If you thought the only benefit of killing coyotes was getting rid of pests, you might want to talk to Alex Poole and Logan Jones of Lynchburg, Virginia. The two hunters recently won a predator killing tournament which saw a total of 300 hunters aiming for getting the most kills at the Eastern U.S. Predator Calling Championship.

The competition, which is held in Wytheville, saw hunters come from as far as Maine as they attempted to kill the most predators east of the Mississippi between 6 p.m. Friday and 4 p.m. Sunday.

Poole and Jones narrowly beat out two hunters from Illinois who had killed 19 coyotes. Luckily for Poole and Jones, they’re 20th coyote won them the $9,240 prize for “most coyotes killed.”

“People are really weirded out by it,” Jeremy Brown, a hunter who killed 31 foxes with his partner, Mike Burgess, told reporters. “They see this driving down the road, and we get a lot of middle fingers.”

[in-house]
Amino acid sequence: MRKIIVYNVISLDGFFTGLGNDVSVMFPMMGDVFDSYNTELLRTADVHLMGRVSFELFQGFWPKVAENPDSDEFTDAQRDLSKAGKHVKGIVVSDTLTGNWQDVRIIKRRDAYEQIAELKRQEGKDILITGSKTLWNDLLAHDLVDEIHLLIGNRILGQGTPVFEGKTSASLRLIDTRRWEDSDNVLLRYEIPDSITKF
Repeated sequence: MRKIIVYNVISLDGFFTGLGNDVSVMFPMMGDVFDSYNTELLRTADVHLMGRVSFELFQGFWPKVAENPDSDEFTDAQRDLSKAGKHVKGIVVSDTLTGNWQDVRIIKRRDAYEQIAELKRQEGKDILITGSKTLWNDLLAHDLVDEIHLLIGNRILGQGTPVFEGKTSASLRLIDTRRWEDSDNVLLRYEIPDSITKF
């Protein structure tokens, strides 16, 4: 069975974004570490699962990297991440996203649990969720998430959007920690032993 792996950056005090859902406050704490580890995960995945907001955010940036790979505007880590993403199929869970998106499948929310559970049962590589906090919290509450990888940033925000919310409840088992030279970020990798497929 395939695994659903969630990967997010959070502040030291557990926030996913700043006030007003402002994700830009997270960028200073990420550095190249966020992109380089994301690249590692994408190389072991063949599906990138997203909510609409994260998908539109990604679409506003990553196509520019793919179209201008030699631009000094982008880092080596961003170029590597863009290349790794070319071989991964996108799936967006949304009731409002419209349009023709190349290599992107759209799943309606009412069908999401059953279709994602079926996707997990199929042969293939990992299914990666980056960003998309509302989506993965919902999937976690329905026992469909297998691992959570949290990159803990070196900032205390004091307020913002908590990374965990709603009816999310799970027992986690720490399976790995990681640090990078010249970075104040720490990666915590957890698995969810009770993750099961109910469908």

Since the hunted animals are considered a nuisance species and have no natural predators, keeping their numbers down with tournaments like this plays a big part in controlling their population sizes.

“Our farmers beg us to come out and hunt. They’re going to poison them or trap them. So we’ll come out and shoot what we can,” Brown said to the newspaper.

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